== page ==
Bridal Bra - Part 1

February 20, 2016

Hi there Everybody! 

 

After a divine 6 weeks in beautiful Queensland, I'm back and busy and bursting to share some more beautiful bras and corsets with you all. Here is one that I started before my trip but couldn't show you until after my client's wedding:

 

Every now and then, I lie awake at night with images and ideas for bras flooding in. I had been asked by a client about wedding lingerie. Always so lovely, so pretty.  But her goal was not just to have something white and virginal to wear under her dress during the day, she wanted something sexy too. 

She also asked for something a little racier and seductive for the first night of their honeymoon. But that is the stuff of another post.

 

This lady is a very similar size to me, so I was well aware of the challenges for a full bust and small ribcage. I lay awake contemplating the options and got to work. My client wanted to see full mock ups of what I made and as she is overseas and interim fittings are troublesome; we agreed that I would make them to fit me first, so she could review the designs from overseas, and we could make them to fit her when I saw her in person. I love this approach - it means pretty things for me as well as for my clients!

 

So here then is Part 1: the Bridal bra - a.k.a the Angel!

 

My client would be wearing a dress with sleeves and a higher neckline, similar to the dresses from the 50's. She did not want cut and sew foam cups, she wanted her own natural breast shape to be showcased. She also didn't want a full white bra - the tradition of white is all very well, but she is a woman of the world and wanted her lingerie to to reflect some of that. Additionally, as the wedding is to take place in a hot climate, something lightweight was preferred. 

 

Parameters set, I went to the drawing board. My client had seen the La Parisienne bra and much admired it, loving the long line look; so I opted for longline bras for her sets. Sexy would mean sheer in this instance, and the bra-tulle used in the Parisienne provided the perfect backdrop. And then I found this:

 It just screamed wedding at me - the scalloped edges would be beautiful along the cups and the band of the bra. The scallops are quite wide, which is where a fuller bust really comes into its own, being able to carry larger patterns or edgings than a smaller bust. And as for a little something to stop things being too white and too pure... a little racy, red velvet seemed to be just the thing:

 

 

I decided to use the red velvet ribbon on the straps, after checking with my client that this would not be visible through her dress; and further decided to use it to cover the boning lines on the frame. This way, there would be just enough red on show, without dominating the pattern.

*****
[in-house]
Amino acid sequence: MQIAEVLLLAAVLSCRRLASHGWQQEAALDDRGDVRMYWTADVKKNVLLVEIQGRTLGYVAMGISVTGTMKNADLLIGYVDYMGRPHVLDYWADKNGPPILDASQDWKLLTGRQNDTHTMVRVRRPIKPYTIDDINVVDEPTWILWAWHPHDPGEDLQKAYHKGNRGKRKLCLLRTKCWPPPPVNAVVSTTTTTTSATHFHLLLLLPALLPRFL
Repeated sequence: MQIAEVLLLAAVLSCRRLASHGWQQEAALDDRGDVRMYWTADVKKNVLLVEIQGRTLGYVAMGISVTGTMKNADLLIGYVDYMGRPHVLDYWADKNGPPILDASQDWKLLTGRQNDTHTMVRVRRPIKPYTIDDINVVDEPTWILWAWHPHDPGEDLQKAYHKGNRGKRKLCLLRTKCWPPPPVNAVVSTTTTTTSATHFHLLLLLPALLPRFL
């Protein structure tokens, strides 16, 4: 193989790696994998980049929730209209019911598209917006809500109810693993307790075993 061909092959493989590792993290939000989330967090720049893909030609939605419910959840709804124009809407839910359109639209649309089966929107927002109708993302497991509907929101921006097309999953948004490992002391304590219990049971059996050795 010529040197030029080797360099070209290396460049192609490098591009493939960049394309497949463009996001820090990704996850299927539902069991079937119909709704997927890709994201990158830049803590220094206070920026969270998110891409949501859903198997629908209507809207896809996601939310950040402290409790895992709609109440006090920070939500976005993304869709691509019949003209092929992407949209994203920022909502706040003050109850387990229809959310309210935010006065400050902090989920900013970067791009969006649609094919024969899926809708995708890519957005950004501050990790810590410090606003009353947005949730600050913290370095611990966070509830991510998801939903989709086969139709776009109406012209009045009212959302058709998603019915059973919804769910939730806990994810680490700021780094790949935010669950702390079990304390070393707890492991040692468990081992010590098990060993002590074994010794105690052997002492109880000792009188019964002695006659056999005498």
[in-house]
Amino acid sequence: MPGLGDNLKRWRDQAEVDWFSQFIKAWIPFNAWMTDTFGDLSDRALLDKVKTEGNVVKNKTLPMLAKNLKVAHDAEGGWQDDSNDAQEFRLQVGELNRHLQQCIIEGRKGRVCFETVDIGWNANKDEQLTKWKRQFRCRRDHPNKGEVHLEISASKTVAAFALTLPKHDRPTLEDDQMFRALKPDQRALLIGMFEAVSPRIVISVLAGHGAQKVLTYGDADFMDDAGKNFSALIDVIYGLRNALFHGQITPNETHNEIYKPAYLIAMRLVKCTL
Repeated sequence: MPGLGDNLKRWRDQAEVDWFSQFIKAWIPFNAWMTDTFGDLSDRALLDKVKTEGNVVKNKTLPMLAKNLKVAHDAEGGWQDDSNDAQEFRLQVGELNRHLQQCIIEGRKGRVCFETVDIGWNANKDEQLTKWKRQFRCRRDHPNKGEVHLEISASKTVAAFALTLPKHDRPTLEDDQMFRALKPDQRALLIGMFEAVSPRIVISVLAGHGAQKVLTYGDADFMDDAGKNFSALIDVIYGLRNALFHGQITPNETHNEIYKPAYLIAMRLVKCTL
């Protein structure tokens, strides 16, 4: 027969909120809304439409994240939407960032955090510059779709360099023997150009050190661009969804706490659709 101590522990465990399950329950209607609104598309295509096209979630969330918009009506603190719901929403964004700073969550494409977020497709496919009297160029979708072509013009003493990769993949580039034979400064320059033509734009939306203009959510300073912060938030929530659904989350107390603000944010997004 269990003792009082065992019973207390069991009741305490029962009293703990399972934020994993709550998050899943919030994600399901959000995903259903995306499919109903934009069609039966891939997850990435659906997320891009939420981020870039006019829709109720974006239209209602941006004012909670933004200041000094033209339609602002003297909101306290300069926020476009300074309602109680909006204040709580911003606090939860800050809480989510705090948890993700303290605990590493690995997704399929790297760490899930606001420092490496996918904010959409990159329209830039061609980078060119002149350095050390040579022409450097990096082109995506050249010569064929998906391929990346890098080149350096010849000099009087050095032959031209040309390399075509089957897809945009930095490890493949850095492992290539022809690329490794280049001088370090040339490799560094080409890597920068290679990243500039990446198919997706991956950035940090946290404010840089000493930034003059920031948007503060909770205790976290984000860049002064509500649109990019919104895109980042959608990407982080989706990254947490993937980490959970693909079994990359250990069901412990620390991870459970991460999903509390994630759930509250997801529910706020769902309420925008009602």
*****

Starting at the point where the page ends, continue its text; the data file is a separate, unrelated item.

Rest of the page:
But first things first! Red velvet on white may be beautiful, but red velvet on a once-white-but-now-pink bra is not so good. The ribbon went into a bath to bleed out the excess colour and boy, it was a good job it did:

To add the coloured ribbon over the channeling requires some patience and precision. Once the channeling is secured to the frame of the bra, the ribbon is carefully added to the front and painstakingly attached - if you don't stitch it in just the right place, the channeling will become too narrow to insert your boning. It's also useful to leave a tail at the bottom so you can turn it under and secure it to the bottom band elastic.

 Once the frame was completed, the cups were designed. Using the straight line drawing of the pattern, I drafted up a diagonal cup that would allow the decorative scalloped edge to be uninterrupted. An integral power bar in this instance would only have served to cut the pattern, and pattern matching would have been a nightmare...but a power bar is such a wonderful aid in a bra for a larger bust on a small ribcage. Let's be frank, we like it when the girls face the front! So, I opted for an internal power bar, made out of the bra tulle. This provides projection, without compromising the pattern or being a visual obstruction. 

 

Here it is during the construction stage:

 You can barely see it's there!

 

And here it is on:

 

Almost invisible, but still providing great shaping.

 

This meant that the cups had up to four layers of fabric in them - the external scalloped sheer, 2 layers of bra tulle with opposing directions of stretch, and the power bar at the side. Would this affect the sheerness of the bra? Well, you can decide that for yourself from the photos below, but I can say that it was still like sewing gossamer.

 

I dithered a bit on the straps - should I attache the velvet to strap elastic or tape? Should I just use the ribbon, and would it hold everything in place. In the end, I decided to use just the ribbon, as the elastic could look bulky, but decided on double straps for extra support. 

 

And here is the finished version - one of the images below has some poorly positioned powernet pasties inserted for the sake of my decency, I hope it doesn't detract from the image for you all.

 

As mock ups go, I am very pleased with it and my client was absolutely delighted. We have decided on a few small tweaks, and she has kindly given permission for me to share this one with you all.

 

At this point I do want to mention that this kind of a sheer bra on a larger bust, although gorgeous, is not going to give you the ongoing support that you would expect from duoplex. However, my client is still reasonably self supporting and will be wearing this with the intention of a 'wow' factor when she takes it off, sturdiness was not the goal here :)

 

 

 

 

 

 

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